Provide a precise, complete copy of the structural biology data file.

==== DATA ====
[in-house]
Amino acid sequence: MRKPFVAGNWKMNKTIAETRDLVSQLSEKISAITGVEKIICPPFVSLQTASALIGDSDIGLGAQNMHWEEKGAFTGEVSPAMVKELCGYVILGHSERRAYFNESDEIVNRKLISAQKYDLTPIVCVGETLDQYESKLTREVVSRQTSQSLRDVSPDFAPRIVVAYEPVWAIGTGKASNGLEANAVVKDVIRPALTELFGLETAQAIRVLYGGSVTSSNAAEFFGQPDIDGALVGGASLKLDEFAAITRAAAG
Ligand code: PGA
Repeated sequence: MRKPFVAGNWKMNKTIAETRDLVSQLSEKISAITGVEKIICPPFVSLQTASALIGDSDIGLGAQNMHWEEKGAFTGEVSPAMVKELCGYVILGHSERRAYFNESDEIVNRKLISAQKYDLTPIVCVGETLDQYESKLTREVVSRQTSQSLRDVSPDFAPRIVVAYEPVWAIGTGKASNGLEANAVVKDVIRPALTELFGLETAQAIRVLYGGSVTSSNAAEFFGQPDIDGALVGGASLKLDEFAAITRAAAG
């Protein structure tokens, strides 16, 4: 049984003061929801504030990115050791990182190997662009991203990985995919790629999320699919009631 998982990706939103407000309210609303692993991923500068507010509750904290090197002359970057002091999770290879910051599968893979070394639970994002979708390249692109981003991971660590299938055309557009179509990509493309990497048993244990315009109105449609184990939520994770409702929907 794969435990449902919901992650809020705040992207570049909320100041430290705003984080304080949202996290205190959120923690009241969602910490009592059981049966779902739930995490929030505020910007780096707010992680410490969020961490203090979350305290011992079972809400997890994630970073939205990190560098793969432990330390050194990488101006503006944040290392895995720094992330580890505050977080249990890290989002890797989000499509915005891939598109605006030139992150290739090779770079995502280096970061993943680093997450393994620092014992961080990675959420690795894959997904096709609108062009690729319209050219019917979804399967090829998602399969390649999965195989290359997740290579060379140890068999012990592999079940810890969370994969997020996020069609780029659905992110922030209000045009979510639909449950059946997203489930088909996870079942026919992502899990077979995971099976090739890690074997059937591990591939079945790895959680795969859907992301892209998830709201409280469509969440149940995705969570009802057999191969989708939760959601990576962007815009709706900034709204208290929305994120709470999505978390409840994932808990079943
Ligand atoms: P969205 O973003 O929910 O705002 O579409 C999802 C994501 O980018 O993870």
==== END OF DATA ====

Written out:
[in-house]
Amino acid sequence: MRKPFVAGNWKMNKTIAETRDLVSQLSEKISAITGVEKIICPPFVSLQTASALIGDSDIGLGAQNMHWEEKGAFTGEVSPAMVKELCGYVILGHSERRAYFNESDEIVNRKLISAQKYDLTPIVCVGETLDQYESKLTREVVSRQTSQSLRDVSPDFAPRIVVAYEPVWAIGTGKASNGLEANAVVKDVIRPALTELFGLETAQAIRVLYGGSVTSSNAAEFFGQPDIDGALVGGASLKLDEFAAITRAAAG
Ligand code: PGA
Repeated sequence: MRKPFVAGNWKMNKTIAETRDLVSQLSEKISAITGVEKIICPPFVSLQTASALIGDSDIGLGAQNMHWEEKGAFTGEVSPAMVKELCGYVILGHSERRAYFNESDEIVNRKLISAQKYDLTPIVCVGETLDQYESKLTREVVSRQTSQSLRDVSPDFAPRIVVAYEPVWAIGTGKASNGLEANAVVKDVIRPALTELFGLETAQAIRVLYGGSVTSSNAAEFFGQPDIDGALVGGASLKLDEFAAITRAAAG
């Protein structure tokens, strides 16, 4: 049984003061929801504030990115050791990182190997662009991203990985995919790629999320699919009631 998982990706939103407000309210609303692993991923500068507010509750904290090197002359970057002091999770290879910051599968893979070394639970994002979708390249692109981003991971660590299938055309557009179509990509493309990497048993244990315009109105449609184990939520994770409702929907 794969435990449902919901992650809020705040992207570049909320100041430290705003984080304080949202996290205190959120923690009241969602910490009592059981049966779902739930995490929030505020910007780096707010992680410490969020961490203090979350305290011992079972809400997890994630970073939205990190560098793969432990330390050194990488101006503006944040290392895995720094992330580890505050977080249990890290989002890797989000499509915005891939598109605006030139992150290739090779770079995502280096970061993943680093997450393994620092014992961080990675959420690795894959997904096709609108062009690729319209050219019917979804399967090829998602399969390649999965195989290359997740290579060379140890068999012990592999079940810890969370994969997020996020069609780029659905992110922030209000045009979510639909449950059946997203489930088909996870079942026919992502899990077979995971099976090739890690074997059937591990591939079945790895959680795969859907992301892209998830709201409280469509969440149940995705969570009802057999191969989708939760959601990576962007815009709706900034709204208290929305994120709470999505978390409840994932808990079943
Ligand atoms: P969205 O973003 O929910 O705002 O579409 C999802 C994501 O980018 O993870």